The ABN Amro Equity Income Fund, managed by George Luckcraft, has been awarded AAA status by S&P in ...
The ABN Amro Equity Income Fund, managed by George Luckcraft, has been awarded AAA status by S&P in its review of the UK Equity Income sector, despite being rated for the first time.
Luckcraft achieved his performance by adopting a barbell approach of balancing income and growth stocks within his portfolio. The fund produced a total net return of 54.8% in the 12 months to 1 October compared to 19.1% from the Credit Suisse Monthly Income Fund which was the next nearest fund in the S&P UK equity income sector.
His strategy of selecting long term growth stocks, which are relatively insensitive to macroeconomic trends, has led him to diverge significantly from the benchmark FTSE 100 index over the 18 months to 1 October, the period that the S&P review covers.
Deutsche Asset Management also achieved a notable re-rating with Adrian Frost's UK Equity Income Trust receiving an upgrade from A to AA.
Frost, who last year was judged Investment Week's UK Equity Income Fund Manager of the Year and awarded the inaugural Achievement Award for his continued consistent long term performance, was praised for his well timed shifts between growth and value which allowed him to benefit from the rise of tech, media and telecom stocks but avoid much of the subsequent fallout.
The highest profile downgrades were Perpetual, with Neil Woodford's High Income and Income funds reduced from AAA to AA, and HSBC which saw Tim Russell's Income Fund reduced from AA to A.
The reason given by S&P for the demotion of Woodford's funds was that both portfolios failed to pass the S&P quantitative hurdle for consistency required to merit an AAA-rating.
This comes despite his AAA-ratings for both funds in 1999/2000 when the S&P reports noted the volatility of his funds' short term returns which were a result of his active, high commitment style that "often leads him to suffer periods of underperformance while maintaining an almost unparalleled long term track record."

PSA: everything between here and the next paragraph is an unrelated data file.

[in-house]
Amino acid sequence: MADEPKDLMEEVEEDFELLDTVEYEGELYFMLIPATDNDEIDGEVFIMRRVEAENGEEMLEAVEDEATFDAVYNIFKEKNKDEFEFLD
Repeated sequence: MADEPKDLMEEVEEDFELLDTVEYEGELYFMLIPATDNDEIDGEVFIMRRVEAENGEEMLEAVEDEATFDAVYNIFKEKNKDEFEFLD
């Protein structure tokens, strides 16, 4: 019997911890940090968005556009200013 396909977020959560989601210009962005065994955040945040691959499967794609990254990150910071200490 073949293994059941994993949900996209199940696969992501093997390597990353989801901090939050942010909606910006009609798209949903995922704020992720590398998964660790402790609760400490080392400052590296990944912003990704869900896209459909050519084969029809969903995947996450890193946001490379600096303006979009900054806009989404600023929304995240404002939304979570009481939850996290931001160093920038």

Woodford said that citing his volatility as a reason for downgrading his funds effectively amounted to creeping indexation.
He said: "What that tells you is that they have downgraded me on the basis that I didn't participate in the fall in the market. That, to my mind is the very core of what we are trying to avoid."
James Tew, European head of research at S&P, said that the downgrade reflected two periods of poor performance compared to peers during the three 12 month periods up to 1 October.
The report citing the reasons for Russell's demotion has not yet been released, but S&P said that the HSBC UK equity income team remains below strength and underperfomed over the 12 months to 1 October.
Other funds that suffered a reduction in ratings from AA to A were Dresdner RCM UK Equity Income, Fidelity Income Plus, Royal & SunAlliance Equity Income, Save & Prosper Premier Equity Income, and Save & Prosper Extra Income.
Funds that are no longer rated because they failed S&P's initial qualitative screen are Baring Equity Income Trust, Cazenove UK Equity & Bond Fund, HSBC Extra High Income, HSBC High Income and HSBC High Yield Trust. Upgrades from A to AA were achieved by the Gartmore UK Growth & Income Fund, AXA Sun Life Higher Income, Merrill Lynch Income Portfolio Fund and the Invesco GT Income Fund.
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